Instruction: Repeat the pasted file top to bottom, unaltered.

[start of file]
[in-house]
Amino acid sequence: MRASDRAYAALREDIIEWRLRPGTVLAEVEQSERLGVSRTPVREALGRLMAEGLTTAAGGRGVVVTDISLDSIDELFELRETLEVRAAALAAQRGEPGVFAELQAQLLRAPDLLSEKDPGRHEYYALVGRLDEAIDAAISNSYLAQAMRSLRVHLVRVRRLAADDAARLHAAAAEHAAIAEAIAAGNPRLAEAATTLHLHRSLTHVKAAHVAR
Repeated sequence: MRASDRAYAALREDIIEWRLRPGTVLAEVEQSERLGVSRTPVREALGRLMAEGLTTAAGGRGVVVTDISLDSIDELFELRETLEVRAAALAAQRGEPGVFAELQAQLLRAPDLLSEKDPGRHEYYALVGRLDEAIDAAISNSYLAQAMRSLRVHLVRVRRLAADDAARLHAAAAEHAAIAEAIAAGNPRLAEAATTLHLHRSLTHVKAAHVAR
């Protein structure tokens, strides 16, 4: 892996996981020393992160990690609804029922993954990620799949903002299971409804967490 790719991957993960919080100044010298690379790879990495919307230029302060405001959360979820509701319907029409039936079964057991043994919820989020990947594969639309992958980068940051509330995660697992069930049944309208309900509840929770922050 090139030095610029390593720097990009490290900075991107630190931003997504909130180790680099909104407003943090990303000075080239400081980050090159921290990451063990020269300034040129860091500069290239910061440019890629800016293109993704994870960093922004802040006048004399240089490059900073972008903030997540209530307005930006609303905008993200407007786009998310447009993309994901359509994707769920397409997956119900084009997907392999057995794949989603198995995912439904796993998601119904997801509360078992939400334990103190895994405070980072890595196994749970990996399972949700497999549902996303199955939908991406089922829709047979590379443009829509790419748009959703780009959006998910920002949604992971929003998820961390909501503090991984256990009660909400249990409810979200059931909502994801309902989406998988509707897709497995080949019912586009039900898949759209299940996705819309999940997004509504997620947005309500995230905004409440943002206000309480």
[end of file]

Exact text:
[in-house]
Amino acid sequence: MRASDRAYAALREDIIEWRLRPGTVLAEVEQSERLGVSRTPVREALGRLMAEGLTTAAGGRGVVVTDISLDSIDELFELRETLEVRAAALAAQRGEPGVFAELQAQLLRAPDLLSEKDPGRHEYYALVGRLDEAIDAAISNSYLAQAMRSLRVHLVRVRRLAADDAARLHAAAAEHAAIAEAIAAGNPRLAEAATTLHLHRSLTHVKAAHVAR
Repeated sequence: MRASDRAYAALREDIIEWRLRPGTVLAEVEQSERLGVSRTPVREALGRLMAEGLTTAAGGRGVVVTDISLDSIDELFELRETLEVRAAALAAQRGEPGVFAELQAQLLRAPDLLSEKDPGRHEYYALVGRLDEAIDAAISNSYLAQAMRSLRVHLVRVRRLAADDAARLHAAAAEHAAIAEAIAAGNPRLAEAATTLHLHRSLTHVKAAHVAR
């Protein structure tokens, strides 16, 4: 892996996981020393992160990690609804029922993954990620799949903002299971409804967490 790719991957993960919080100044010298690379790879990495919307230029302060405001959360979820509701319907029409039936079964057991043994919820989020990947594969639309992958980068940051509330995660697992069930049944309208309900509840929770922050 090139030095610029390593720097990009490290900075991107630190931003997504909130180790680099909104407003943090990303000075080239400081980050090159921290990451063990020269300034040129860091500069290239910061440019890629800016293109993704994870960093922004802040006048004399240089490059900073972008903030997540209530307005930006609303905008993200407007786009998310447009993309994901359509994707769920397409997956119900084009997907392999057995794949989603198995995912439904796993998601119904997801509360078992939400334990103190895994405070980072890595196994749970990996399972949700497999549902996303199955939908991406089922829709047979590379443009829509790419748009959703780009959006998910920002949604992971929003998820961390909501503090991984256990009660909400249990409810979200059931909502994801309902989406998988509707897709497995080949019912586009039900898949759209299940996705819309999940997004509504997620947005309500995230905004409440943002206000309480």